Cummins targets early role for Green after quiet West Indies series

The allrounder offers Australia the priceless balance that South Africa are searching for

Andrew McGlashan
Andrew McGlashan
Pat Cummins has indicated a greater bowling workload for Cameron Green against South Africa and the allrounder may be given an opportunity to get into the attack early.
Green largely had a bit-part role to play against West Indies, bowling 29 overs across the two Tests, despite Cummins not being available for half the Perth Test due to injury, and only being required to bat in Adelaide. While there were no workload restrictions on him with the ball Cummins did reveal there had been an effort not to overload him after he was managed for a hamstring niggle in the ODIs against England.
The Gabba was the venue where Green opened his account as a Test bowler against England last season having gone through his first series against India without a wicket. He bounced out Ollie Pope in the first innings before claiming Joe Root with a lifting outswinger on the fourth day.
"Somewhere like here I'll probably rotate the bowlers around to get him a shot with a swinging ball," Cummins said. "He bowled beautifully here last year, got the big wicket of Joe Root. Coming into the [West Indies] series he wasn't under any restrictions but he's still coming off a hamstring injury. We don't really want to burn him in the first couple of games. So any overs he kind of didn't bowl in the first two tests hopefully means he can bowl a few more here."
Green went through the rare experience of not being needed with the bat in Perth - having been used to heavily promote the Test in his home city - when Marnus Labuschagne and Steven Smith feasted themselves with double centuries. He was then unconvincing when he finally got to the crease in Adelaide with Australia 428 for 4, scratching around for 9 off 42 balls then falling in search of quick runs in the second innings.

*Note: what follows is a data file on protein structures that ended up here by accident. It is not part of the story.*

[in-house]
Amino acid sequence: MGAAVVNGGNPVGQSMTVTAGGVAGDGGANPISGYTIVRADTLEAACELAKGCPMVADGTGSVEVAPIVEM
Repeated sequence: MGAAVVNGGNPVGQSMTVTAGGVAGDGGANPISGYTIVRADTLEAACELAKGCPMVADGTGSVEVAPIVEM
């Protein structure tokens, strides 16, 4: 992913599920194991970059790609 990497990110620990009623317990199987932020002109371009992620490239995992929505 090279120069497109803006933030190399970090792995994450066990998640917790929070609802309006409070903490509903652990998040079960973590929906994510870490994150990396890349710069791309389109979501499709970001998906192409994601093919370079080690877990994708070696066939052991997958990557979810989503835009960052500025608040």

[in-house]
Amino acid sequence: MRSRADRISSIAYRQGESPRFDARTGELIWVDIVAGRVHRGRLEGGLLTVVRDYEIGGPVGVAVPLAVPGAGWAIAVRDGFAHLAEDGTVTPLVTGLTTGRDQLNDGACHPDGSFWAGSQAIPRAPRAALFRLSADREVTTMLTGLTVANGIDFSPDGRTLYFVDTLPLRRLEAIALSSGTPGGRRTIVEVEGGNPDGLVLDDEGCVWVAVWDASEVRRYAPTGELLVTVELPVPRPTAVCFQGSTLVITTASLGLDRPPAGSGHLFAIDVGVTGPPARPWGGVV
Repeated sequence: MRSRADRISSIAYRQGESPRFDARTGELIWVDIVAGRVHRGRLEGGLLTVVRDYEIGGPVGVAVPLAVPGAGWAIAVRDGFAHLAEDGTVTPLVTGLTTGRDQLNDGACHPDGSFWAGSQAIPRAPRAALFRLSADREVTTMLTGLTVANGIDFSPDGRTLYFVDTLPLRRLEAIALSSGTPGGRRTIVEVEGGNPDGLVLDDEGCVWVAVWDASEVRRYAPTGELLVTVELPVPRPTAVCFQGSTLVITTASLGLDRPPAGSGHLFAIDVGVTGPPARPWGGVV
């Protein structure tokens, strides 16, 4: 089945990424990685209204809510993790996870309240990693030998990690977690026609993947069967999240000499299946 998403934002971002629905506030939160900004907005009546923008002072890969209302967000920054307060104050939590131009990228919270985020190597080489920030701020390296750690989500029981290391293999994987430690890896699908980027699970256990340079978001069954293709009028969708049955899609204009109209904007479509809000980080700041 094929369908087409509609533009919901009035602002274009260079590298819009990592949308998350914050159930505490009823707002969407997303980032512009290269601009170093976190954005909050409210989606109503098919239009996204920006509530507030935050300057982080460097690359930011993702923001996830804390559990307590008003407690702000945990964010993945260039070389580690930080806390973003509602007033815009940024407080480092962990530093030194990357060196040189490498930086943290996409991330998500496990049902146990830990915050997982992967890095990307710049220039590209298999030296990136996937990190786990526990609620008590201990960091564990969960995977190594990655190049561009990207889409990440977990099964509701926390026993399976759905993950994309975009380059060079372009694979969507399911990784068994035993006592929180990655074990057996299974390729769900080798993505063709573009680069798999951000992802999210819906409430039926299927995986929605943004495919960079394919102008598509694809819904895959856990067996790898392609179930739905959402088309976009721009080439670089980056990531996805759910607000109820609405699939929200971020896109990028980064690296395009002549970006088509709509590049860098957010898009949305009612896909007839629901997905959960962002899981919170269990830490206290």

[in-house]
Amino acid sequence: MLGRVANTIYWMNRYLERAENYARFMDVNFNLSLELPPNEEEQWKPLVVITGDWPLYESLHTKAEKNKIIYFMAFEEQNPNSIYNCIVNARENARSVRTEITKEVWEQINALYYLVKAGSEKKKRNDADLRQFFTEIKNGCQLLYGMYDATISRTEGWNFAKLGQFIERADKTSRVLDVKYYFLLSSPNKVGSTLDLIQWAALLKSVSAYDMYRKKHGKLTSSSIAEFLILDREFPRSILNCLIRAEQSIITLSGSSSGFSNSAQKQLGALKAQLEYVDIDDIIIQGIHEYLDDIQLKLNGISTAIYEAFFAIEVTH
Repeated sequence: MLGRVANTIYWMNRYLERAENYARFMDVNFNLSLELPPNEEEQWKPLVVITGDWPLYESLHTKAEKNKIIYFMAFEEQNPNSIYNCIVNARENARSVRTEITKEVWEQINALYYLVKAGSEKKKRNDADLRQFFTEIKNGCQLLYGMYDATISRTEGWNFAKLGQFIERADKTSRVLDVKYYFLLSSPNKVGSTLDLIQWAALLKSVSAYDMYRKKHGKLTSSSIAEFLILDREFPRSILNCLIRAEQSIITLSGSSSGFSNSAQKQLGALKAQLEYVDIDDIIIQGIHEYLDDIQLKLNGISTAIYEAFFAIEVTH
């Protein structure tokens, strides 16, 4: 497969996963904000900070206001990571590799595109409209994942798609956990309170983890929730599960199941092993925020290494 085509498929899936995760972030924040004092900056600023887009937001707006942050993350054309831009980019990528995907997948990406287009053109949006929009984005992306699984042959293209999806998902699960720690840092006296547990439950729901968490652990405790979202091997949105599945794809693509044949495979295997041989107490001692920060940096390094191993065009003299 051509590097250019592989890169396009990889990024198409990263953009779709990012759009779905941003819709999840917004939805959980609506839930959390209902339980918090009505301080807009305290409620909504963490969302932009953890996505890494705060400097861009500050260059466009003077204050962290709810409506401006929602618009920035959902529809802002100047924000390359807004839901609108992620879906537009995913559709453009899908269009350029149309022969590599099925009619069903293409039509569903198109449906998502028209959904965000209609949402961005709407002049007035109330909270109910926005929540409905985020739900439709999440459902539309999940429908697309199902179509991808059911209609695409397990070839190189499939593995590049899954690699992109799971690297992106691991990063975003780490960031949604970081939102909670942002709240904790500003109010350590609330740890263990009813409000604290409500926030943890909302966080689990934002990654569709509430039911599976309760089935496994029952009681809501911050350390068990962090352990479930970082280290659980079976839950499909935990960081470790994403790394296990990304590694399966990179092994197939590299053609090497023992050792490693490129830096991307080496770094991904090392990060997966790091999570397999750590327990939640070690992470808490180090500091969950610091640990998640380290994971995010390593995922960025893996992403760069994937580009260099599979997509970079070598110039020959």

In last season's Ashes, Green made a slow start with the bat as he worked through some technical issues before making half-centuries in Sydney and Hobart. Although he has had a quiet start to the season he offers Australia the priceless balance that is one of the advantages they have over South Africa.
It allows the home side to naturally play a five-pronged attack whereas South Africa, who are expected to go with a similar make-up, are asking a lot of the inexperienced Marco Jansen to fill an allrounder's role at No. 7. However, captain Dean Elgar was confident he would be the long-term solution.
"He's someone who has really won us Test matches in the past with the bat, I refer back to Lord's [against England] where he put in a massive performance," Elgar said. "He's still so raw when it comes to Test cricket and it's pretty exciting for us. His talent is huge. If he does everything well reckon he's going to be an allrounder for the next 10 years for us."
For Australia, David Warner is the only other member of the top order whose form is under the microscope with a Test average of 28.12 over the last two years. Tours to India and England loom next year, both where Warner has an underwhelming record, and a lean series against South Africa would increase the scrutiny.
"His record is amazing here in Australia," Cummins said. "He's a huge part of our team. Opening the batting's not easy so I'm backing him for big series. He's hitting the ball beautifully. It's only two weeks ago he got a 100 [against England] at the MCG. A different format, obviously, but it was a tough wicket so he's looking good. I'm sure runs will follow."

Andrew McGlashan is a deputy editor at ESPNcricinfo